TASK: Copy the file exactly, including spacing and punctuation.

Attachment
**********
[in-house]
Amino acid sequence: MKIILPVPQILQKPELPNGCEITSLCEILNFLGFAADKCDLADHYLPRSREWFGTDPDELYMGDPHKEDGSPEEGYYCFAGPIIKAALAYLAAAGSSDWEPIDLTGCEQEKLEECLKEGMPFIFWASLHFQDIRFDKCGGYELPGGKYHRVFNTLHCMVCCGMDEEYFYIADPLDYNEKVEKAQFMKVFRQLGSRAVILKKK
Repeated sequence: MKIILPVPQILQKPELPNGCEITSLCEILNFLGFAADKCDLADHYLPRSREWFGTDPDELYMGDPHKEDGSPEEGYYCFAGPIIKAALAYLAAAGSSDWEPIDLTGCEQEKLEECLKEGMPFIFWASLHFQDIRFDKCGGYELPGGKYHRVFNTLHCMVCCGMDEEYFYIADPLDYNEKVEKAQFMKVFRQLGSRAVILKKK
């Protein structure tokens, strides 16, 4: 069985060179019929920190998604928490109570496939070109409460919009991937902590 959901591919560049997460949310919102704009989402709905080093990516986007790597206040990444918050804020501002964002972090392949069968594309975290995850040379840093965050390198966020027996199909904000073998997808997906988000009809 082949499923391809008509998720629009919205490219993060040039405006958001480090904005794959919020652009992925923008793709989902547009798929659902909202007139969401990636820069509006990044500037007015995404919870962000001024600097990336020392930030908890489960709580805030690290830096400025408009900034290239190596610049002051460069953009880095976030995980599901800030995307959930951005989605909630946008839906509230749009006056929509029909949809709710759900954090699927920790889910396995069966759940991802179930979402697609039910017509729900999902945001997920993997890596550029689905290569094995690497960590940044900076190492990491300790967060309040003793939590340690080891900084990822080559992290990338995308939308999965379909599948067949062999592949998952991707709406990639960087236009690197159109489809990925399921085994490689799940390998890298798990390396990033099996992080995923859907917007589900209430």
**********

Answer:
[in-house]
Amino acid sequence: MKIILPVPQILQKPELPNGCEITSLCEILNFLGFAADKCDLADHYLPRSREWFGTDPDELYMGDPHKEDGSPEEGYYCFAGPIIKAALAYLAAAGSSDWEPIDLTGCEQEKLEECLKEGMPFIFWASLHFQDIRFDKCGGYELPGGKYHRVFNTLHCMVCCGMDEEYFYIADPLDYNEKVEKAQFMKVFRQLGSRAVILKKK
Repeated sequence: MKIILPVPQILQKPELPNGCEITSLCEILNFLGFAADKCDLADHYLPRSREWFGTDPDELYMGDPHKEDGSPEEGYYCFAGPIIKAALAYLAAAGSSDWEPIDLTGCEQEKLEECLKEGMPFIFWASLHFQDIRFDKCGGYELPGGKYHRVFNTLHCMVCCGMDEEYFYIADPLDYNEKVEKAQFMKVFRQLGSRAVILKKK
């Protein structure tokens, strides 16, 4: 069985060179019929920190998604928490109570496939070109409460919009991937902590 959901591919560049997460949310919102704009989402709905080093990516986007790597206040990444918050804020501002964002972090392949069968594309975290995850040379840093965050390198966020027996199909904000073998997808997906988000009809 082949499923391809008509998720629009919205490219993060040039405006958001480090904005794959919020652009992925923008793709989902547009798929659902909202007139969401990636820069509006990044500037007015995404919870962000001024600097990336020392930030908890489960709580805030690290830096400025408009900034290239190596610049002051460069953009880095976030995980599901800030995307959930951005989605909630946008839906509230749009006056929509029909949809709710759900954090699927920790889910396995069966759940991802179930979402697609039910017509729900999902945001997920993997890596550029689905290569094995690497960590940044900076190492990491300790967060309040003793939590340690080891900084990822080559992290990338995308939308999965379909599948067949062999592949998952991707709406990639960087236009690197159109489809990925399921085994490689799940390998890298798990390396990033099996992080995923859907917007589900209430």